Thermodynamics and quality of life
We have witnessed a great deal of heat on these pages, but never any actual study of thermodynamics. I believe there is something that science can teach us about the great political divide in Nevada County, hypergrowth vs. hypogrowth.
We are once again hearing a cry for affordable housing for the less affluent and jobs for our children, lest they are forced to leave the county.
Certainly affordable housing is a real problem and must be addressed. My primary problem with this debate is the apparent need to frame the issue as a struggle for the moral high ground. Those who take a more conservative view toward growth are cast as scoundrels. How can they oppose affordable housing for our local workers and jobs growth for our young people? Shame on these NIMBYs, these no-growthers.
So it is our moral duty to provide affordable housing and a job for all who are willing to work. True enough. We can do no less as an honorable people. But heed the words of Ralph Waldo Emerson, “The more he talked of his honor, the faster we counted our spoons.”
It is not simple, and it is not a matter of moral conviction.
There are no barriers that allow us to insulate ourselves from the rest of the state. A drawbridge is not an option. Give me a moment to explain the problem in thermodynamic terms.
Thermodynamic systems tend to an equilibrium state, the state that maximizes the entropy, the disorder. If there is a fluctuation away from equilibrium, say a density or temperature gradient, a flux is quickly established to re-establish equilibrium, a flux of particles or heat energy. This is why heat flows from hot to cold, why cream diffuses in one’s coffee, and, metaphorically, why there is immigration across the U.S.-Mexican border.
We live in a free-flowing environment, both economically and demographically, in which an equilibrium is established through a flux of people who are seeking to maximize their quality of life. We currently hold a comparable position with respect to the rest of California in both affordable housing and perhaps an enviable position with respect to jobs, 4.6 unemployment in the county and 6.5 in the state.
If we achieve a greatly superior position, we will have to raise the drawbridge; how else can we see that it is our workers who win these jobs and our own children who enjoy newly affordable housing? But there is no drawbridge; in this liquid society, the net effect will be population growth and eventually return to our present equilibrium state in housing and jobs with respect to the rest of the state. Soon we are back where we started but with a density increase to cope with. Not smart.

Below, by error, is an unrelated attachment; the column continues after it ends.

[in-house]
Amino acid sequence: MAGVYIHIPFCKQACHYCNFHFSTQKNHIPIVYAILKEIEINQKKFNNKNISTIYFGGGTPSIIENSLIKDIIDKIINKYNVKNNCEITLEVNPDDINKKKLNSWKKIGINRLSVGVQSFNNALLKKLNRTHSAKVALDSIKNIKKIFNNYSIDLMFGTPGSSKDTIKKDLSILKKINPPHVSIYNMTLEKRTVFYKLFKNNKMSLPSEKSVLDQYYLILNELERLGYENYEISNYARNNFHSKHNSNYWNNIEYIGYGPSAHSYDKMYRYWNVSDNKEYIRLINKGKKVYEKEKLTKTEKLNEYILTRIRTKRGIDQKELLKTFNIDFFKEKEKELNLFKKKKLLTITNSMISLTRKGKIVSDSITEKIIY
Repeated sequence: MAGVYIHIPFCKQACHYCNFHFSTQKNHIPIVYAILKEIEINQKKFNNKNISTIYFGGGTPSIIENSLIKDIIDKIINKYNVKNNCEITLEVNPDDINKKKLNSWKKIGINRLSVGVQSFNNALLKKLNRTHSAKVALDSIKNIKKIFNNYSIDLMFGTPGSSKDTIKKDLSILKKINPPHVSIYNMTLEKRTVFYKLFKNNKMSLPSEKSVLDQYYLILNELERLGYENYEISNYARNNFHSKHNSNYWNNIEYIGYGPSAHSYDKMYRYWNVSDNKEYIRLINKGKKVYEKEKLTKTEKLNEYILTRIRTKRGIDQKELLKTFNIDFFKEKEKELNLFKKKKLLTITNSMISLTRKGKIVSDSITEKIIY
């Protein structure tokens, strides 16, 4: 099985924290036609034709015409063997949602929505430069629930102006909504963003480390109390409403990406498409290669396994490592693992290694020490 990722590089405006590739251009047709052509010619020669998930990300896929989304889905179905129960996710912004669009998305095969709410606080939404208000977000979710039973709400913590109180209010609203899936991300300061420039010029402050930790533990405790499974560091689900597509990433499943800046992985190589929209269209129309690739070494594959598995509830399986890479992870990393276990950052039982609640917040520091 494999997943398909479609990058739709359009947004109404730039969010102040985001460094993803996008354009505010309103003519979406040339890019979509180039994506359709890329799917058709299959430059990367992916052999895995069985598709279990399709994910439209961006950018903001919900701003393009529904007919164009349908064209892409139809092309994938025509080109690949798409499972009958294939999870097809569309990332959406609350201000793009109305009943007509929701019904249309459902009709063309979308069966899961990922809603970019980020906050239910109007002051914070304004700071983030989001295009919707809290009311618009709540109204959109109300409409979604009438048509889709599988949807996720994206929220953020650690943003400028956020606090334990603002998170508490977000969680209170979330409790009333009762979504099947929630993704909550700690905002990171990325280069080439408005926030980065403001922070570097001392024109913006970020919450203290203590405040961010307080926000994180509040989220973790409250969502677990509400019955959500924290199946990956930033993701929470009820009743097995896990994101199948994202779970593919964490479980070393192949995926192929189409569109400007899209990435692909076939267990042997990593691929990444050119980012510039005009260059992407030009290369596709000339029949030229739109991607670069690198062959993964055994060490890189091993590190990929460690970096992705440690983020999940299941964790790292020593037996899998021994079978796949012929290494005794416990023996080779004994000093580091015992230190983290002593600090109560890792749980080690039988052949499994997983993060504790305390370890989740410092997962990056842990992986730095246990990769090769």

(This is why I disagreed with Arnold’s slogan during the campaign: “My priority will be jobs, jobs, jobs.” Our problem in California is growing the population?)
Dealing with this dilemma is going to require some smart thinking. We need solutions that are real, not just spinning our wheels and making matters worse. One solution is that chosen by ski resorts at Tahoe, where housing is provided by employers for their workers. Another solution has been suggested: It is time to initiate the New Town. It would relieve the current threat to double the size of Grass Valley. And it could be accomplished in an area where it would not threaten long- established neighborhoods. (Some of my best friends are NIMBYs. They respect the zoning and environment they bought into and work hard to maintain it.)
The best solution, however, would be a transition to those higher paying jobs that allow the individual to make his or her own housing decision. We are actually making progress in this direction: As reported in The Union, jobs in manufacturing, transportation, warehousing and utility sectors are up, while service jobs are down.
The future is not bright, however. For reasons beyond comprehension, we have a habit of electing representatives whose interest in a solution is influenced by a personal economic interest in the outcome. Count your spoons.
Jim Hurley is a resident of Nevada City.
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